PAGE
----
"Prajaatantu ma vyavyachchhetseehi..."
(Shikshavalli, Anuvak 11.11)
"Do not terminate one's lineage - let it continue (by having children)."

(2) Pumsavana (Engendering a male issue)
Pumsavana and Simantonayana (the third samskara) are only performed during the woman's first issue. Pumsavana is performed in the third or fourth month of pregnancy when the moon is in a male constellation, particularly the Tishya-nakshatra. This symbolises a male child. Therefore the term pumsavana literally means 'male procreation'. Sushrut, the ancient rishi of Ayurveda, has described the procedure in his Sushruta Samhita: "Having pounded milk with any of these herbs - Sulakshmana, Batasurga, Sahadevi and Vishwadeva - one should instil three or four drops of juice in the right nostril of the pregnant woman. She should not spit out the juice."

(3) Simantonayana (Hair-parting)
In Gujarati this is known as Khodo bharavo. In this, the husband parts the wife's hair. The religious significance of this samskara is to bring prosperity to the mother and long life to the unborn child. It also wards off evil influence. The physiological significance is interesting and advanced. Sushrut (Sharirsthan, Ch.33) believed that the foetus's mind formed in the fifth month of pregnancy. Hence the mother is required to take the utmost care for delivering a healthy child. Stipulating the details, Sushrut enjoined the pregnant mother to avoid exertion of all kinds: refrain from sleeping during the day and keeping awake at night, and also avoid fear, purgatives, phlebotomy (blood letting by slicing veins) and postponing natural excretions. (Sharirsthan Ch.21).
Besides samskaras which affect the physical health of the foetus, ancient scriptures contain examples of learning samskaras imprinted on it. From the Mahabharat, we know that Arjun's son, Abhimanyu, learnt the secrets of battle strategy while in his mother's, Subhadra's, womb. The child-devotee Prahlad of the Shrimad Bhagvatam, learnt about the glory of Lord Narayan while in his mother's, Kayadhu's, womb. Just as a foetus can grasp good spiritual samskaras from the external world, the opposite is also true. It can definitely be affected by certain undesirable habits of the mother. Today we know that smoking, alcohol, certain medications and drugs have a detrimental effect on the foetus. The Varaha Smruti prohibits eating meat during pregnancy. Therefore, the Smrutis enjoined the husband to take every possible care to preserve the physical, mental and spiritual health of his pregnant wife. The Kalavidhan prohibits him from going abroad or to war, from building a new house and bathing in the sea.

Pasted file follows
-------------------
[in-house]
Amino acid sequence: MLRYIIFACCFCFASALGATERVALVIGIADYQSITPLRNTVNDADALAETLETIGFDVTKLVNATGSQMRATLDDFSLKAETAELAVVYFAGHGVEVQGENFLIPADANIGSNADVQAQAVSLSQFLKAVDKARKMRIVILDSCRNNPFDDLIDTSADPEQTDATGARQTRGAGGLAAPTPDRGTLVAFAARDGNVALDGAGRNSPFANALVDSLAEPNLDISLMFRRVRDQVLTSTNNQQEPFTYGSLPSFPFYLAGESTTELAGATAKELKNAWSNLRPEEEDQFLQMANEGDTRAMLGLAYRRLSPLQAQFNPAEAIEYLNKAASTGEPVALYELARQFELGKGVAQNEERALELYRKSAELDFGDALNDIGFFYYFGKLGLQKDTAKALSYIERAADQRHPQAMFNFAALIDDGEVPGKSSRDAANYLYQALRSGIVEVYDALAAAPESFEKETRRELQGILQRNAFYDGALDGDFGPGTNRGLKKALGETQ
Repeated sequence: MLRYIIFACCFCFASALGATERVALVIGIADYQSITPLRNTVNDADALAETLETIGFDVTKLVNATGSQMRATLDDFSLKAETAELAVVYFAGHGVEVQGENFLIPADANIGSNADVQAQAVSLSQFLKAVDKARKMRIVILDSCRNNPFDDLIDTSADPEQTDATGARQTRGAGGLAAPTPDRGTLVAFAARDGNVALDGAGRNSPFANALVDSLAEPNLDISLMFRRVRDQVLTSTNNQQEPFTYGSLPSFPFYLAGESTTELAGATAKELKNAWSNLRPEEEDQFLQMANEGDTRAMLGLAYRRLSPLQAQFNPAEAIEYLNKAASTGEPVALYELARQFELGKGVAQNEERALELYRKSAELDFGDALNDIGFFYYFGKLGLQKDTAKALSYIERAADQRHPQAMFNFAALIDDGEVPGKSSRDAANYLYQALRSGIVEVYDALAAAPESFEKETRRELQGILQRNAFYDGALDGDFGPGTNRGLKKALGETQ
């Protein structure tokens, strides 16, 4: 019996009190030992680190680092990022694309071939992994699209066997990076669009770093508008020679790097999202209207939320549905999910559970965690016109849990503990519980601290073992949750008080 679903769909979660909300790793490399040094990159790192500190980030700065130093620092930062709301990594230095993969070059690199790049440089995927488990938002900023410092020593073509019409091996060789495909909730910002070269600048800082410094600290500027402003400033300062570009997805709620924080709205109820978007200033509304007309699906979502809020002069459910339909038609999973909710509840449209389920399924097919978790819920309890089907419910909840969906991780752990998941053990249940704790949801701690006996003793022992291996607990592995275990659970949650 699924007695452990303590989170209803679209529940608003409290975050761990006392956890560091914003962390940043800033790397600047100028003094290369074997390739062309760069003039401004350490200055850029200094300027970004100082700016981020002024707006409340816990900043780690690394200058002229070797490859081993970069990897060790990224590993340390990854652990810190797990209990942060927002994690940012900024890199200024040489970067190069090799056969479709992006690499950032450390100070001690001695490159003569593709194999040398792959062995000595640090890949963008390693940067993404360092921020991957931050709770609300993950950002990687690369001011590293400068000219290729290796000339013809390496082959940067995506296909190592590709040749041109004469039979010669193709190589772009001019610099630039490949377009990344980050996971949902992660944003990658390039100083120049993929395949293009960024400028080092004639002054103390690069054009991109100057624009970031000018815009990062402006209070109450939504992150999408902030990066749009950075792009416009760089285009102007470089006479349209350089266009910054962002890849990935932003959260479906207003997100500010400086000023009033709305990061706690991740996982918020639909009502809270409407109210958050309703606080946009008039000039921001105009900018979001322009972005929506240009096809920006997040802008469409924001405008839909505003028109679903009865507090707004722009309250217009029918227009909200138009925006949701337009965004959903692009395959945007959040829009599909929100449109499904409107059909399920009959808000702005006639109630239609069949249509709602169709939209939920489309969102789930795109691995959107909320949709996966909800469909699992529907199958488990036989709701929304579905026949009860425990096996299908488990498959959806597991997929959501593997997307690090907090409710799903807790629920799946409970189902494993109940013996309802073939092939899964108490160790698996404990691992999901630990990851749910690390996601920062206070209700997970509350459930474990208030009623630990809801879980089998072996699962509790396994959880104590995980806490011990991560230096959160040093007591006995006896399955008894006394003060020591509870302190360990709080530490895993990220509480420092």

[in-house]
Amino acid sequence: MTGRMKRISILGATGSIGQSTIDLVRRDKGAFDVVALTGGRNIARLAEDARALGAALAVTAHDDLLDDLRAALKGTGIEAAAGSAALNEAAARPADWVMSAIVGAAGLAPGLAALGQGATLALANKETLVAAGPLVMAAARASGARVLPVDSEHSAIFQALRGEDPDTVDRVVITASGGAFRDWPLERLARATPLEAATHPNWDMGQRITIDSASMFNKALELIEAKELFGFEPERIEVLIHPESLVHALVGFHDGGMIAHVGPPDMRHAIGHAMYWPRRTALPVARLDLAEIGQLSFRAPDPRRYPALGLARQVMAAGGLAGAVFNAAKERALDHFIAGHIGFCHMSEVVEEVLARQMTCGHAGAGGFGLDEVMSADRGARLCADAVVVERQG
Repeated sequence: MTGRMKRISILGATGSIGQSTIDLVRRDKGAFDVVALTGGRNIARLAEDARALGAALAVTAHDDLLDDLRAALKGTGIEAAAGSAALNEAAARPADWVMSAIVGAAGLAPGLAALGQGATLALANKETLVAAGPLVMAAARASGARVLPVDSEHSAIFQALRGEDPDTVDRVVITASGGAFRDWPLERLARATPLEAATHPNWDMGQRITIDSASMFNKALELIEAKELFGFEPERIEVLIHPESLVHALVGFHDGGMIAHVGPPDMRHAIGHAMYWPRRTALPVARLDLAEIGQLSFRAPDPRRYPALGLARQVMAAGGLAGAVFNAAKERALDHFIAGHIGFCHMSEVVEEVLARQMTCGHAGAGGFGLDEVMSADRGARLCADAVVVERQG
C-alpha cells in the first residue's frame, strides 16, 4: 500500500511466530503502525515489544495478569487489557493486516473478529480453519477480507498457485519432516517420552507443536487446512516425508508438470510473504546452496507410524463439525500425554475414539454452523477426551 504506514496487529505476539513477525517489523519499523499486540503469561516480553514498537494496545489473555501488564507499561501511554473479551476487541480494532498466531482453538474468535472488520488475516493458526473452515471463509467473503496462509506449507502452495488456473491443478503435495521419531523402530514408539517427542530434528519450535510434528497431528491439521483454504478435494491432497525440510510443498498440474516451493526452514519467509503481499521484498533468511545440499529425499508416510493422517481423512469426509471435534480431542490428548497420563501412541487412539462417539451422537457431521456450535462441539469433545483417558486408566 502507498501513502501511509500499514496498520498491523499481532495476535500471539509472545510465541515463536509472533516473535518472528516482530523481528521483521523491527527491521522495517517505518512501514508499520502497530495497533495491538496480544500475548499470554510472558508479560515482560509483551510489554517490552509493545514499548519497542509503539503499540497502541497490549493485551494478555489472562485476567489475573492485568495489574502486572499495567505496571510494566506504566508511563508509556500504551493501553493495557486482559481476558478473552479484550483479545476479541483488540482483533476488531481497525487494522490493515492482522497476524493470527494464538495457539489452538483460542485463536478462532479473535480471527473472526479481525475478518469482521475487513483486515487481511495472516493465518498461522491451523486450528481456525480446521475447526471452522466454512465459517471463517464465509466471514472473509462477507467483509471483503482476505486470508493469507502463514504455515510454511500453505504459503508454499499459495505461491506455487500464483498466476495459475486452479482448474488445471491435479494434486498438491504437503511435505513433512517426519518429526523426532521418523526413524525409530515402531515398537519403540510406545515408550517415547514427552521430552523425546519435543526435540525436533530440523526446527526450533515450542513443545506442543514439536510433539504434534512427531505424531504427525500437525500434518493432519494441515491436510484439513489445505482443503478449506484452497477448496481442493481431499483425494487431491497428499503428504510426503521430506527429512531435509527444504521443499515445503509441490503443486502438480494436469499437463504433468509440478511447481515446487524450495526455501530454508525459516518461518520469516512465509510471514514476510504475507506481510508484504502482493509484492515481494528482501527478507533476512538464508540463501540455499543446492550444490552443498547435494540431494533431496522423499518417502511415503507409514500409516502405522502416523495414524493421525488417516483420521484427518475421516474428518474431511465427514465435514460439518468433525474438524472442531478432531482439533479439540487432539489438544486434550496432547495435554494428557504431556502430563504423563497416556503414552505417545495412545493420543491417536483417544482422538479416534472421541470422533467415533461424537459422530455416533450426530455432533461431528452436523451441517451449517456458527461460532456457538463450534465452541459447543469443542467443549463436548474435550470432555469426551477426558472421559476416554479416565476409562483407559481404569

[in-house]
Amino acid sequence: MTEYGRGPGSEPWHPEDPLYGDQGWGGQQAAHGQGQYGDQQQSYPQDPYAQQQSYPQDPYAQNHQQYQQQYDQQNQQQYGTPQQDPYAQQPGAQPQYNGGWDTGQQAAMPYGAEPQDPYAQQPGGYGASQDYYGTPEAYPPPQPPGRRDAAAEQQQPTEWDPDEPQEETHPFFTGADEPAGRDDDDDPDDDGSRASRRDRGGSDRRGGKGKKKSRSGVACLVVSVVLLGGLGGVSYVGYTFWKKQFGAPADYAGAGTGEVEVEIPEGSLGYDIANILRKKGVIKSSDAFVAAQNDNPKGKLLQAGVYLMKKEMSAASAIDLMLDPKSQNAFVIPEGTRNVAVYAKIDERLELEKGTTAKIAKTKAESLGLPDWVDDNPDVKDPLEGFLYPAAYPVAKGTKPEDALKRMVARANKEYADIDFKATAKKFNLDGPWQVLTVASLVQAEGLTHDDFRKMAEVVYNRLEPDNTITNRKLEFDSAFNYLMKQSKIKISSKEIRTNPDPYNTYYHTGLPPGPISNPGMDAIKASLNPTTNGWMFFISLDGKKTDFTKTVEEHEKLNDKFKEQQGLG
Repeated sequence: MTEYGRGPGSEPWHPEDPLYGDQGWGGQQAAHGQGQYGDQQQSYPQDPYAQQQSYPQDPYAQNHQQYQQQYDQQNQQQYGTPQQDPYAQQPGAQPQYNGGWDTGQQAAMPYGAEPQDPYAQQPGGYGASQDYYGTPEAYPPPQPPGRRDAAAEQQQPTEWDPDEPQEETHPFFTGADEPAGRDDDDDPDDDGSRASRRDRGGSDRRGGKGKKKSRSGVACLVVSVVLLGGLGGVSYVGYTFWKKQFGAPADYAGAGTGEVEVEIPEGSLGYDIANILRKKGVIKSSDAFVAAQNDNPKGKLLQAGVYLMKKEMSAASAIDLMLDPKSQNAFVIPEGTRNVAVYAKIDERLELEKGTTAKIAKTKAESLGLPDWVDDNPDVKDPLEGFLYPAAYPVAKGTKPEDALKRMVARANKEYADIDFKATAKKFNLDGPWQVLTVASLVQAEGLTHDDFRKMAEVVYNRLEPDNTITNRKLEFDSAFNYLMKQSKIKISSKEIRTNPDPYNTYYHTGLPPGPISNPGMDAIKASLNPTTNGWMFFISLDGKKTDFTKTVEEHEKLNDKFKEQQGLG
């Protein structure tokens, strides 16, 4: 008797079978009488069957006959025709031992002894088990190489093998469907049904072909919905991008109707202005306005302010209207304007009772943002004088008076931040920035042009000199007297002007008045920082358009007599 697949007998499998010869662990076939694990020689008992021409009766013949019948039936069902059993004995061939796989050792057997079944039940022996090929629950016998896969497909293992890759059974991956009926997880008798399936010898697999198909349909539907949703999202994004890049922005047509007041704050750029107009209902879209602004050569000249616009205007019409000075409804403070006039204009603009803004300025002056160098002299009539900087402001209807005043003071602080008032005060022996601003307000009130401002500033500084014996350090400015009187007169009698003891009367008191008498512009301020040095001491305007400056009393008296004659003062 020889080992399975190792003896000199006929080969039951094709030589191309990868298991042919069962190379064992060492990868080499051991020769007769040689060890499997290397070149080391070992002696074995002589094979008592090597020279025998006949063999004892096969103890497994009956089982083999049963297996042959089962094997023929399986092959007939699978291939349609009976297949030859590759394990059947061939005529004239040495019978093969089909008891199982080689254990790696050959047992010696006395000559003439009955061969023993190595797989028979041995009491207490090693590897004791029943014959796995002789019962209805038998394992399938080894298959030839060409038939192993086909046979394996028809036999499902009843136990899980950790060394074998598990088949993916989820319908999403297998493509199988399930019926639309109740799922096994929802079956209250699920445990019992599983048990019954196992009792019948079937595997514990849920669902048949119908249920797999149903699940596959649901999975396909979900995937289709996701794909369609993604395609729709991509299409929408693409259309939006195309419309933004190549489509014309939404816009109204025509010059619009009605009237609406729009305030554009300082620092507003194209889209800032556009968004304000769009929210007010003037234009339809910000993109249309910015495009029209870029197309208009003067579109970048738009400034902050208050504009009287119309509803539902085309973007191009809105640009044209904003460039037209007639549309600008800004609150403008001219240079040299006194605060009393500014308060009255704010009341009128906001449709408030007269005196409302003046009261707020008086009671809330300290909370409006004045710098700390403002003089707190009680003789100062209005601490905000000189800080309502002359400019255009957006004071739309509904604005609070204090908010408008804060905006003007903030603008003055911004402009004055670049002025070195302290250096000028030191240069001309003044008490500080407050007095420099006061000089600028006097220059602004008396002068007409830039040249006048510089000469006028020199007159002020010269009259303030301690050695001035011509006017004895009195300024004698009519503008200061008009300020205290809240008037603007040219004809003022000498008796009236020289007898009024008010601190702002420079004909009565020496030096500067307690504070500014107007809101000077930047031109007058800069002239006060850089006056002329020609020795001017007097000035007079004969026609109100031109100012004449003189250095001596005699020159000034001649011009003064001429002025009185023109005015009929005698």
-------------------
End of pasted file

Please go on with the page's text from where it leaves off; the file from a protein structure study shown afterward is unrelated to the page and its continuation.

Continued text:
Childhood Samskaras
(4) Jatakarma (Birth rituals)

These rituals are performed at the birth of the child. It is believed that the moon has a special effect on the newly born. In addition, the constellation of the planets - nakshatras - also determine the degree of auspiciousness. If birth occurs during an inauspicious arrangement, the jatakarmas are performed to ward off their detrimental effects on the child. The father would also request the Brahmanishtha Satpurush for blessings.

(5) Namkaran (Name-giving)
Based on the arrangement of the constellations at birth, the child is named on a day fixed by caste tradition.
In the Hindu Dharma, the child is frequently named after an avatar, deity, sacred place or river, saint, etc., as a constant reminder of the sacred values for which that name represents.
In the Swaminarayan Sampraday, the devotees approach Pramukh Swami Maharaj or the other senior sadhus to name their children.

(6) Nishkrama (First outing)
In the third month the child is allowed agni (fire) and chandra (moon) darshan.
In the fourth month he is taken out of the house for the first time, by the father or maternal uncle, to the mandir for the Lord's darshan.

(To be continued.)